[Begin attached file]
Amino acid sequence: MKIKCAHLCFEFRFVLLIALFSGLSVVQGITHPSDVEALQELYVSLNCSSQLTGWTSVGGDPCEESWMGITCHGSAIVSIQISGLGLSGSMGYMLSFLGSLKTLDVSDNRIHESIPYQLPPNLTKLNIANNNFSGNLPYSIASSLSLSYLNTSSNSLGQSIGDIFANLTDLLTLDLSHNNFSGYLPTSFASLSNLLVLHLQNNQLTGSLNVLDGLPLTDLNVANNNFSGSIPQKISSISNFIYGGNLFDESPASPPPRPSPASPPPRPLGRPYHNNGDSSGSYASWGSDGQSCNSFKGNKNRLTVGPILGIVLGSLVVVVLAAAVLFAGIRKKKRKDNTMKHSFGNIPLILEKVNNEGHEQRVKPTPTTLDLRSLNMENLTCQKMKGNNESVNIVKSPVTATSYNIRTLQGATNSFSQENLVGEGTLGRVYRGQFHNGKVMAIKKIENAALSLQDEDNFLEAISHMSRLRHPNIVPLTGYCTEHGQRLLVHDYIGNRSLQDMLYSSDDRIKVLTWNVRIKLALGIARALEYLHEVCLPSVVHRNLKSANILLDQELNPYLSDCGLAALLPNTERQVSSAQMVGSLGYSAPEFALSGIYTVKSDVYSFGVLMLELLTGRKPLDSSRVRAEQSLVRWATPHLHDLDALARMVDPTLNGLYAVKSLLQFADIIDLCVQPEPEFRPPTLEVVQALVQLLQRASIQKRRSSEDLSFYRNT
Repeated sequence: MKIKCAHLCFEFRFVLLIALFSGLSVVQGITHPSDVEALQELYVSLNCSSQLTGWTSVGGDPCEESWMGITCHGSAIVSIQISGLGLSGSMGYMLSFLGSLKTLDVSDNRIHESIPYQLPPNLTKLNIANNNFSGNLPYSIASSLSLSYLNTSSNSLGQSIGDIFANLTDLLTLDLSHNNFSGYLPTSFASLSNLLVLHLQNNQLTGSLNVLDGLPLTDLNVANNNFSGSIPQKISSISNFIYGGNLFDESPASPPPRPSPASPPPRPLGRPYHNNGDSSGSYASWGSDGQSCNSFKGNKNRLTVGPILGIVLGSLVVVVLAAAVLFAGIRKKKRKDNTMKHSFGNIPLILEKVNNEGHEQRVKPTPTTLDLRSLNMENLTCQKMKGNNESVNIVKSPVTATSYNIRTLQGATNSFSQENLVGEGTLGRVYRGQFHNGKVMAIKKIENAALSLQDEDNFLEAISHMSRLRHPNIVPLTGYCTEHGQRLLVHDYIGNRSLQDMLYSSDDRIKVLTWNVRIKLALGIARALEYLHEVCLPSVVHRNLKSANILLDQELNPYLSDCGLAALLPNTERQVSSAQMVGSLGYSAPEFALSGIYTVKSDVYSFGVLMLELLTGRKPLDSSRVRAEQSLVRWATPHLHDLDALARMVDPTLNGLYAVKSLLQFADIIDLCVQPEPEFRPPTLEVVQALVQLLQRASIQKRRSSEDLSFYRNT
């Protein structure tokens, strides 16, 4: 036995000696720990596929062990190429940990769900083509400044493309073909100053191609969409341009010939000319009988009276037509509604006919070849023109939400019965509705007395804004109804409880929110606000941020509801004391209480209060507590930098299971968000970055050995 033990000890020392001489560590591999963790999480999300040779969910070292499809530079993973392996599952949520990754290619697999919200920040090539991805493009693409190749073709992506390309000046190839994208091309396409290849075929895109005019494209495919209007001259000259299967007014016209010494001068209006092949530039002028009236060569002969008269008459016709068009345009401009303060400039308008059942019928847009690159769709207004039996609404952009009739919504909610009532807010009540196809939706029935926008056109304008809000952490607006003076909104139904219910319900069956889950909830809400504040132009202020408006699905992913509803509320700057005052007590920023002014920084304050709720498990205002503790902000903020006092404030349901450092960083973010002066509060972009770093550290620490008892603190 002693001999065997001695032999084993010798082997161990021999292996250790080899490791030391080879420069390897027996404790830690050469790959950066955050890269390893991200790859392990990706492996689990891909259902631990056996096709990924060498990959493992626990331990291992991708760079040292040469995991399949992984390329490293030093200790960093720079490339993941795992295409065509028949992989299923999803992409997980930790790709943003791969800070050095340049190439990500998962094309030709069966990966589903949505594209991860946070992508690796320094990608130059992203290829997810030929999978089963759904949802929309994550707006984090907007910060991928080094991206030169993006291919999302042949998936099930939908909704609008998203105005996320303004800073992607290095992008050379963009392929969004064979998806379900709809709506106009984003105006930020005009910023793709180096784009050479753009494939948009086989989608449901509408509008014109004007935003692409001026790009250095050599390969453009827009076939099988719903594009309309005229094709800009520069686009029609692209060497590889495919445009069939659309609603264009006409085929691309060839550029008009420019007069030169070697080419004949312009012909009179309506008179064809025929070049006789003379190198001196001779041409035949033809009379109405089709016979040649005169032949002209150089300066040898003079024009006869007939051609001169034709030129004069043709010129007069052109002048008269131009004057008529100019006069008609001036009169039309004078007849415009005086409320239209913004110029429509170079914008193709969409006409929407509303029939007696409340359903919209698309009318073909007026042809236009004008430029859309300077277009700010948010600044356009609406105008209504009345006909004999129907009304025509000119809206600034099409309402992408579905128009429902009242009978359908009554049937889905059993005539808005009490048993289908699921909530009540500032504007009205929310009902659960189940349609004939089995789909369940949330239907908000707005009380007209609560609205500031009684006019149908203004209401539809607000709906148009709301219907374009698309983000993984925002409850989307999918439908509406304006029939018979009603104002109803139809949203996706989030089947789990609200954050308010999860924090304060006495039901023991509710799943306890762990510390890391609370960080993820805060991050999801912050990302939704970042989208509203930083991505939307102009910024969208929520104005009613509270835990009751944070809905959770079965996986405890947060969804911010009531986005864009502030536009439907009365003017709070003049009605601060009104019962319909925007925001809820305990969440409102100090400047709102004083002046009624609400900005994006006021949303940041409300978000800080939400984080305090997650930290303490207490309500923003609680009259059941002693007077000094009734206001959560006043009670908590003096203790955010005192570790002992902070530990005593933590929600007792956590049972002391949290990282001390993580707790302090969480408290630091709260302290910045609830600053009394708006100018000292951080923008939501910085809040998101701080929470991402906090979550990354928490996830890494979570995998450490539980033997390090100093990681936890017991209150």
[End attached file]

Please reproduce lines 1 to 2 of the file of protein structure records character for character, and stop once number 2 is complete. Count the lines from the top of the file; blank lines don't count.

Amino acid sequence: MKIKCAHLCFEFRFVLLIALFSGLSVVQGITHPSDVEALQELYVSLNCSSQLTGWTSVGGDPCEESWMGITCHGSAIVSIQISGLGLSGSMGYMLSFLGSLKTLDVSDNRIHESIPYQLPPNLTKLNIANNNFSGNLPYSIASSLSLSYLNTSSNSLGQSIGDIFANLTDLLTLDLSHNNFSGYLPTSFASLSNLLVLHLQNNQLTGSLNVLDGLPLTDLNVANNNFSGSIPQKISSISNFIYGGNLFDESPASPPPRPSPASPPPRPLGRPYHNNGDSSGSYASWGSDGQSCNSFKGNKNRLTVGPILGIVLGSLVVVVLAAAVLFAGIRKKKRKDNTMKHSFGNIPLILEKVNNEGHEQRVKPTPTTLDLRSLNMENLTCQKMKGNNESVNIVKSPVTATSYNIRTLQGATNSFSQENLVGEGTLGRVYRGQFHNGKVMAIKKIENAALSLQDEDNFLEAISHMSRLRHPNIVPLTGYCTEHGQRLLVHDYIGNRSLQDMLYSSDDRIKVLTWNVRIKLALGIARALEYLHEVCLPSVVHRNLKSANILLDQELNPYLSDCGLAALLPNTERQVSSAQMVGSLGYSAPEFALSGIYTVKSDVYSFGVLMLELLTGRKPLDSSRVRAEQSLVRWATPHLHDLDALARMVDPTLNGLYAVKSLLQFADIIDLCVQPEPEFRPPTLEVVQALVQLLQRASIQKRRSSEDLSFYRNT
Repeated sequence: MKIKCAHLCFEFRFVLLIALFSGLSVVQGITHPSDVEALQELYVSLNCSSQLTGWTSVGGDPCEESWMGITCHGSAIVSIQISGLGLSGSMGYMLSFLGSLKTLDVSDNRIHESIPYQLPPNLTKLNIANNNFSGNLPYSIASSLSLSYLNTSSNSLGQSIGDIFANLTDLLTLDLSHNNFSGYLPTSFASLSNLLVLHLQNNQLTGSLNVLDGLPLTDLNVANNNFSGSIPQKISSISNFIYGGNLFDESPASPPPRPSPASPPPRPLGRPYHNNGDSSGSYASWGSDGQSCNSFKGNKNRLTVGPILGIVLGSLVVVVLAAAVLFAGIRKKKRKDNTMKHSFGNIPLILEKVNNEGHEQRVKPTPTTLDLRSLNMENLTCQKMKGNNESVNIVKSPVTATSYNIRTLQGATNSFSQENLVGEGTLGRVYRGQFHNGKVMAIKKIENAALSLQDEDNFLEAISHMSRLRHPNIVPLTGYCTEHGQRLLVHDYIGNRSLQDMLYSSDDRIKVLTWNVRIKLALGIARALEYLHEVCLPSVVHRNLKSANILLDQELNPYLSDCGLAALLPNTERQVSSAQMVGSLGYSAPEFALSGIYTVKSDVYSFGVLMLELLTGRKPLDSSRVRAEQSLVRWATPHLHDLDALARMVDPTLNGLYAVKSLLQFADIIDLCVQPEPEFRPPTLEVVQALVQLLQRASIQKRRSSEDLSFYRNT